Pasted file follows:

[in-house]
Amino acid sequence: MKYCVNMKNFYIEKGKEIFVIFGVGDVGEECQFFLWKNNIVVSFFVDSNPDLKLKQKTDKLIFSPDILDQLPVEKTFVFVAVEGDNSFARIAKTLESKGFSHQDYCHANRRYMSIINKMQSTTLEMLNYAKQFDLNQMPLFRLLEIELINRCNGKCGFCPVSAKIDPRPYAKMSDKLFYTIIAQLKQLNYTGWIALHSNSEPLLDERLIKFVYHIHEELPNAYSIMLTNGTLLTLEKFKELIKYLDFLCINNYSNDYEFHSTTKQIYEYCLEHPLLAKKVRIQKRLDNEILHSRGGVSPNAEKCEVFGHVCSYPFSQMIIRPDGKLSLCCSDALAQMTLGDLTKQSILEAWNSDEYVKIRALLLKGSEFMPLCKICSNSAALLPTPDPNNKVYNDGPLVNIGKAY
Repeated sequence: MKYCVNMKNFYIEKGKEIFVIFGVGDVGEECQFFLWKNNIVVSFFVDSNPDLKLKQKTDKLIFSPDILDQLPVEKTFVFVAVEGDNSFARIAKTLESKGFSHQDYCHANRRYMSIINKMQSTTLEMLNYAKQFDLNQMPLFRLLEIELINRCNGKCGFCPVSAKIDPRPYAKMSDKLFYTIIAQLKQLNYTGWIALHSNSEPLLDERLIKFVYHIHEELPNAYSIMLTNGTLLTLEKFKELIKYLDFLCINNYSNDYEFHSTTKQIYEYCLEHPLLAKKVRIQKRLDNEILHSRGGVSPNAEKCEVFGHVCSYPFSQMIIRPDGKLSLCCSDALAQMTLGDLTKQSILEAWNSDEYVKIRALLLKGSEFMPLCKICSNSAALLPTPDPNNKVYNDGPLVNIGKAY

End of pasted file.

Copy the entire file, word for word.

[in-house]
Amino acid sequence: MKYCVNMKNFYIEKGKEIFVIFGVGDVGEECQFFLWKNNIVVSFFVDSNPDLKLKQKTDKLIFSPDILDQLPVEKTFVFVAVEGDNSFARIAKTLESKGFSHQDYCHANRRYMSIINKMQSTTLEMLNYAKQFDLNQMPLFRLLEIELINRCNGKCGFCPVSAKIDPRPYAKMSDKLFYTIIAQLKQLNYTGWIALHSNSEPLLDERLIKFVYHIHEELPNAYSIMLTNGTLLTLEKFKELIKYLDFLCINNYSNDYEFHSTTKQIYEYCLEHPLLAKKVRIQKRLDNEILHSRGGVSPNAEKCEVFGHVCSYPFSQMIIRPDGKLSLCCSDALAQMTLGDLTKQSILEAWNSDEYVKIRALLLKGSEFMPLCKICSNSAALLPTPDPNNKVYNDGPLVNIGKAY
Repeated sequence: MKYCVNMKNFYIEKGKEIFVIFGVGDVGEECQFFLWKNNIVVSFFVDSNPDLKLKQKTDKLIFSPDILDQLPVEKTFVFVAVEGDNSFARIAKTLESKGFSHQDYCHANRRYMSIINKMQSTTLEMLNYAKQFDLNQMPLFRLLEIELINRCNGKCGFCPVSAKIDPRPYAKMSDKLFYTIIAQLKQLNYTGWIALHSNSEPLLDERLIKFVYHIHEELPNAYSIMLTNGTLLTLEKFKELIKYLDFLCINNYSNDYEFHSTTKQIYEYCLEHPLLAKKVRIQKRLDNEILHSRGGVSPNAEKCEVFGHVCSYPFSQMIIRPDGKLSLCCSDALAQMTLGDLTKQSILEAWNSDEYVKIRALLLKGSEFMPLCKICSNSAALLPTPDPNNKVYNDGPLVNIGKAY